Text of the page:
'I'll never run or play sport again but I'm glad to be alive'/03/20/article-2117372-0D574377000005DC-442_306x440.jpg” width=”306″ height=”440″ alt=”Andy Scott's symptoms were typical of those that can lead to cardiac arrest and sudden death” class=”blkBorder” />
Andy Scott's symptoms were typical of those that can lead to cardiac arrest and sudden death
was while he was playing midfield for Leyton Orient against Cheltenham
in 2005 that his silent heart condition became frighteningly apparent.
‘I’d been feeling sluggish for a
couple of weeks, but I had dismissed it as a virus,’ says Andy, 39.
‘When I got on the pitch that day I felt more exhausted than ever.
legs were heavy and I was breathless, too. Half-an-hour into the match, I
started getting pains in my chest and down my left arm. I felt as if I
was having a heart attack.
‘After that, I can’t remember anything. I made it to half-time but the last 15 minutes were a blur.’
Andy was living with hypertrophic
cardiomyopathy, a hereditary condition that causes the heart muscle to
thicken and scar, raising the risk of irregular heart rhythms and
Just 20 per cent of those who are
diagnosed have any symptoms. The rest may have no idea until it is too
late. Andy’s symptoms were typical of those that can lead to cardiac
arrest and sudden death.
But fortunately, after he came off the pitch
saying he was feeling unwell, club doctor Professor Sanjay Sharma picked
up a heart murmur using a stethoscope.
He recommended that Andy have an electrocardiogram (ECG), which traces the electrical workings of the heart.
The test revealed an abnormal
electrical signal and an echocardiogram — an ultrasound of the heart —
confirmed a thickening of the muscle. While Andy, who lives in Surrey,
has a mild form of the disease, he was forced to retire from
professional football immediately.
Worse still, there is a chance
that one or both of his two sons — Lewis, 14, and Owen, six — may have
inherited his heart condition. They are screened every year.
Andy, now manager of Rotherham
United, says: ‘I don’t take any medication and can never go for a run or
play competitive football again. When I was told the results that day
in 2005, I was devastated.
But my over-riding emotion was one of relief —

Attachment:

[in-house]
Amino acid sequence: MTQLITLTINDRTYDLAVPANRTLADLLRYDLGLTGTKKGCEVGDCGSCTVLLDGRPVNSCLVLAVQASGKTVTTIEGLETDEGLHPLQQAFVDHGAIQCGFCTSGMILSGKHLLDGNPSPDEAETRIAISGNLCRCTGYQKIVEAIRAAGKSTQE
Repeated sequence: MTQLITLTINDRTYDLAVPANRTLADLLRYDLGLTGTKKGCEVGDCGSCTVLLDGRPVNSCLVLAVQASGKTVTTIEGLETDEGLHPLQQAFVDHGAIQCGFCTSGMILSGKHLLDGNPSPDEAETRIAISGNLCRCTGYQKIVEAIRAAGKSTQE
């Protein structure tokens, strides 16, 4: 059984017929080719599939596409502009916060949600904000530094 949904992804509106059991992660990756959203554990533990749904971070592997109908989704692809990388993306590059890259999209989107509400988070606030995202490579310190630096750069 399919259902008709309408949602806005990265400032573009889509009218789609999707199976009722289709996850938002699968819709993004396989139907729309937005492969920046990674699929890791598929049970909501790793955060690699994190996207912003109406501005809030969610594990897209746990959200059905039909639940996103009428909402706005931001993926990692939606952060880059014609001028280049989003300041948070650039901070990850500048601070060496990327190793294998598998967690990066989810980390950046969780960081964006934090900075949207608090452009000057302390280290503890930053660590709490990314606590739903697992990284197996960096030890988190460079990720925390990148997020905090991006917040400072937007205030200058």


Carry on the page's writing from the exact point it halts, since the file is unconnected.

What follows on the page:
that I was still alive.’
Cooling your brain can save your life
Every year in the UK, more than 30,000 people’s hearts stop — as footballer Fabrice Muamba’s did — and they collapse, writes Dr Rob Galloway.
Without treatment, within a few minutes the brain becomes starved of oxygen and the patient dies.
Usually the cause is a malfunction of the heart’s electrical circuitry — instead of normal, strong contractions, the heart starts to quiver. The key is to keep the patient’s body alive while waiting for a defibrillator to shock the heart back into its correct rhythm.
And this means CPR — heart massage. Compressing on the chest pushes blood to the brain as well as the muscles of the heart; this keeps the brain alive while ‘priming the heart’ so it has enough blood and oxygen, and is capable of being shocked back into a normal rhythm.
This is the first treatment Fabrice Muamba would have received on the pitch at White Hart Lane after he collapsed. The quicker a defibrillator is used, the greater the chance of survival.
These days some offices, hotels and even shopping centres carry defibrillators for public use — these have voice-prompts to tell you what to do at each step.
Once the heart restarts, doctors and paramedics have the problem of keeping the patient alive.
The patient won’t be able to breathe on their own because the brain will have been affected and their chest wall muscles won’t be working properly. This means a breathing tube is inserted and a life-support machine takes over.
The next thing to do is to cool the brain. The problem is that, even during CPR, the brain is not supplied with as much oxygen as a fully functioning heart would provide.
This lack of oxygen causes the release of free radicals that destroy brain cells, leading to brain damage.
We used to think nothing much could be done about this, and 75 per cent of the patients the paramedics brought to hospital alive after a cardiac arrest died soon afterwards.
However, a new treatment — cooling the brain down for 24 hours using special ice packs to reduce the temperature of the patient’s whole body — limits the release of these free radicals and so gives the brain time to repair itself.
As a result, more and more patients survive cardiac arrest with a fully functioning brain.
Dr Rob Galloway is a consultant in accident and emergency and a crowd doctor for Brighton and Hove Albion FC. To learn how to do CPR, visit bhf.org.uk; sja.org.uk; or redcross.org.uk